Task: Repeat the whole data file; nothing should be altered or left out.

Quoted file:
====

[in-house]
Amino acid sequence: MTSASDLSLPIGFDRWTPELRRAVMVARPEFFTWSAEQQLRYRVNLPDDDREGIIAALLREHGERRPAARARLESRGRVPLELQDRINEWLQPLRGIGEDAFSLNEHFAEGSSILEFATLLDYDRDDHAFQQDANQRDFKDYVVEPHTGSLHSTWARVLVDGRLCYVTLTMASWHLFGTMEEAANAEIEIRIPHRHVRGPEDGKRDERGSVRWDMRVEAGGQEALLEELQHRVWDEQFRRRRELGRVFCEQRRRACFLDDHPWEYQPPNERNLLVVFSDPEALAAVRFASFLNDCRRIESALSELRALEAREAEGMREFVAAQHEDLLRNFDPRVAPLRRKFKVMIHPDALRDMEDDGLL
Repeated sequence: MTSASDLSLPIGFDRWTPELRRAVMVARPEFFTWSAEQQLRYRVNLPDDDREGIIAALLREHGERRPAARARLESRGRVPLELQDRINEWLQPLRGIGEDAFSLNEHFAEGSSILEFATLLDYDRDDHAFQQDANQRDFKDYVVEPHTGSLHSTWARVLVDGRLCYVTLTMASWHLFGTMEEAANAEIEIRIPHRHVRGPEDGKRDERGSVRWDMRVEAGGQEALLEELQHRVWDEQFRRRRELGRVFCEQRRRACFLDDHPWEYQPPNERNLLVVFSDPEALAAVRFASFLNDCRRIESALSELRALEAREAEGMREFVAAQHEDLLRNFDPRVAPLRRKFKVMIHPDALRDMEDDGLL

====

[in-house]
Amino acid sequence: MTSASDLSLPIGFDRWTPELRRAVMVARPEFFTWSAEQQLRYRVNLPDDDREGIIAALLREHGERRPAARARLESRGRVPLELQDRINEWLQPLRGIGEDAFSLNEHFAEGSSILEFATLLDYDRDDHAFQQDANQRDFKDYVVEPHTGSLHSTWARVLVDGRLCYVTLTMASWHLFGTMEEAANAEIEIRIPHRHVRGPEDGKRDERGSVRWDMRVEAGGQEALLEELQHRVWDEQFRRRRELGRVFCEQRRRACFLDDHPWEYQPPNERNLLVVFSDPEALAAVRFASFLNDCRRIESALSELRALEAREAEGMREFVAAQHEDLLRNFDPRVAPLRRKFKVMIHPDALRDMEDDGLL
Repeated sequence: MTSASDLSLPIGFDRWTPELRRAVMVARPEFFTWSAEQQLRYRVNLPDDDREGIIAALLREHGERRPAARARLESRGRVPLELQDRINEWLQPLRGIGEDAFSLNEHFAEGSSILEFATLLDYDRDDHAFQQDANQRDFKDYVVEPHTGSLHSTWARVLVDGRLCYVTLTMASWHLFGTMEEAANAEIEIRIPHRHVRGPEDGKRDERGSVRWDMRVEAGGQEALLEELQHRVWDEQFRRRRELGRVFCEQRRRACFLDDHPWEYQPPNERNLLVVFSDPEALAAVRFASFLNDCRRIESALSELRALEAREAEGMREFVAAQHEDLLRNFDPRVAPLRRKFKVMIHPDALRDMEDDGLL